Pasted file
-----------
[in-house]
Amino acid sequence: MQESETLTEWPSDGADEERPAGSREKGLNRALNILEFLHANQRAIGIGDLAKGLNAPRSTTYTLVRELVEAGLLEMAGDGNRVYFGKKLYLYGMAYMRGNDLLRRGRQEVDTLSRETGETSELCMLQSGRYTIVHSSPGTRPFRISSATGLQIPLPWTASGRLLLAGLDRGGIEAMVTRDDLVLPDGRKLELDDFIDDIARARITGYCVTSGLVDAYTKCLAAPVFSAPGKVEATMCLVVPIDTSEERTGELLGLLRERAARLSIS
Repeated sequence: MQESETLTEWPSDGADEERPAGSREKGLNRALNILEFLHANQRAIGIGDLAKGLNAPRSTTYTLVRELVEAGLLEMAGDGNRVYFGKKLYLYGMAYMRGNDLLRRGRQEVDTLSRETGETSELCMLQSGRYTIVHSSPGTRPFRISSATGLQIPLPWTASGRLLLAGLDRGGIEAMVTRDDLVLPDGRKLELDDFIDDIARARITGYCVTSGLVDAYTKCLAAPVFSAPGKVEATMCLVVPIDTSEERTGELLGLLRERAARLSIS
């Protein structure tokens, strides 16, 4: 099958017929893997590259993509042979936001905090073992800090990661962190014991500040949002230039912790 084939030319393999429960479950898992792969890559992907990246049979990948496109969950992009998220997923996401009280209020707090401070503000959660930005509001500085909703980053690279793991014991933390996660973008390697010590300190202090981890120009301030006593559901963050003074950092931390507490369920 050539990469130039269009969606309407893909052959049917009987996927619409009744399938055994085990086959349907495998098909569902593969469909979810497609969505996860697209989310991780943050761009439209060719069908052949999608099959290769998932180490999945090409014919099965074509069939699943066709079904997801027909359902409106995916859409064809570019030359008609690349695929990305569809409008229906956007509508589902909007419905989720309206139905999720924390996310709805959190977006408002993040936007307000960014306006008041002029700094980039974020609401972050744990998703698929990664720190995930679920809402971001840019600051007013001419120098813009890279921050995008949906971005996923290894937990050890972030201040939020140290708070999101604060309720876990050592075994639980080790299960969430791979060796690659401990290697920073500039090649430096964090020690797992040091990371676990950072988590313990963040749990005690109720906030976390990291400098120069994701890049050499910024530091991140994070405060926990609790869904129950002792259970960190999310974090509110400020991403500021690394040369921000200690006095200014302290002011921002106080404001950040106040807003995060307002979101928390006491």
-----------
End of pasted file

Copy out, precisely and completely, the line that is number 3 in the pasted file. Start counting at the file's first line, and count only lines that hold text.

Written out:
Repeated sequence: MQESETLTEWPSDGADEERPAGSREKGLNRALNILEFLHANQRAIGIGDLAKGLNAPRSTTYTLVRELVEAGLLEMAGDGNRVYFGKKLYLYGMAYMRGNDLLRRGRQEVDTLSRETGETSELCMLQSGRYTIVHSSPGTRPFRISSATGLQIPLPWTASGRLLLAGLDRGGIEAMVTRDDLVLPDGRKLELDDFIDDIARARITGYCVTSGLVDAYTKCLAAPVFSAPGKVEATMCLVVPIDTSEERTGELLGLLRERAARLSIS